When big serving John Isner lost in his 3rd round match to Feliciano Lopez, we were faced with a harsh reality. No American men would be in the fourth round. Now, nobody was expecting an American to win the Aussie Open, but for all of them to drop like flies throughout the first three rounds? Frightening things were happening. Mardy Fish, the only American in the top 10 right now, flopped in straight sets to Alejandro Falla. Ryan Harrison actually impressed, perhaps the only bright spot right now besides Isner, but fell to #4 Andy Murray in 4 sets in the first round. Sam Querrey was a loser in four sets to Bernard Tomic. Andy Roddick, still considered by many as the best American men’s player, retired to Aussie fan favorite Lleyton Hewitt down two sets to one and went out with a whimper. For the men, that left it to Isner. He could only go so far, and you can’t blame him; He was in two straight 5-set matches, so he must have been tired. The women’s end of the draw isn’t any better at all. The really scary part? Only Serena Williams is left. And what about when she’s gone? The possibility (or should I say “When that happens”) of that is really bad. Players are moving away from American tennis. This just might be because of his own wishes, but last year Alex Bogomolov Jr. decided to switch allegiances from the United States, his adopted home, to Russia, not many cared that much on either side. But I was starting to wonder whether American tennis had completely lost its foothold as the premier tennis nation. There’s optimism, I guess. But not much. Hey, Mike and Bob Bryan are still the number one doubles team! But with all due respect to doubles, the only thing almost everyone cares about is doubles. The singles players play doubles occasionally for extra practice or just for fun. The doubles players play doubles because they don’t have some element of tennis that singles requires.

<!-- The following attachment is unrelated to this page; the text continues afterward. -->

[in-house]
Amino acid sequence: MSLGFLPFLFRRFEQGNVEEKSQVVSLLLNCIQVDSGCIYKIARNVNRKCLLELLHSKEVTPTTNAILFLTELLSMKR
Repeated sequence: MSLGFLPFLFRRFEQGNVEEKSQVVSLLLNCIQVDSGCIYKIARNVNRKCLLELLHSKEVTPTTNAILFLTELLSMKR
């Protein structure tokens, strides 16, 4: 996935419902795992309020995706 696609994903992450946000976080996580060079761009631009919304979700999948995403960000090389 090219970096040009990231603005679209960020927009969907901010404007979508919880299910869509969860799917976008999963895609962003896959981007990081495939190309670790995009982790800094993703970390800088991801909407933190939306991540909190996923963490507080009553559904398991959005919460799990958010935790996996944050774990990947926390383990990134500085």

While Mardy Fish was a huge success story and became a top ten player last year, he’s not enough. Besides him, Ryan Harrison and Isner are the only people you can rely on to not embarrass the United States…sometimes. Fish disgraced himself and his country the other day to a Colombian who’s famous for almost beating Federer in the first round. But he couldn’t close the deal. Fish just let him win the first two sets, than fell back in the third and looked completely lost. I don’t have much confidence in Serena winning the Australian Open either. She’s too inconsistent now and there’s too many dangerous opponents in my opinion.
The USTA has got to be quite embarrassed right now. So should any American tennis fan or player. I realize that the Agassi-Sampras domination might be over and John McEnroe and Jimmy Connors will never come back, but the number one priority right now should be further developing a player, one that the USTA thinks has the most potential. Who do I think that should be? Either Isner or Harrison.
Let’s stick with Isner for now. His service is arguably the best in the game, so not much fixing there. His forehand’s good, but he can make some mistakes. His backhand’s kinda weak, in my opinion. What he needs to work on is controlling his backhand, which is erratic, and making it more accurate. His court coverage skills are very impressive for a man of his size, and his volleying is decent. What he needs to work on most is his touch. His amazing serve wins him matches just like that, and his all-around game works well against his first couple opponents in Grand Slams. But when it comes to a top 10 player, I’m not sure Isner can beat them. Well, maybe on a good day, but not consistently. Touch is something he needs to have. Instead of smashing groundstrokes down the line, maybe he acquires a drop shot to use once in a while as a change of pace. Honestly, there’s hardly ever a time where I see him slice. He might be the flattest hitting player in tennis. Seriously.
The USTA has to show that they’re still committed to building a winner. No American men past the third round is beyond pathetic, but the bottom line is, something needs to be done. And fast, too.
As for Ryan Harrison? Well, he’s a story for another day.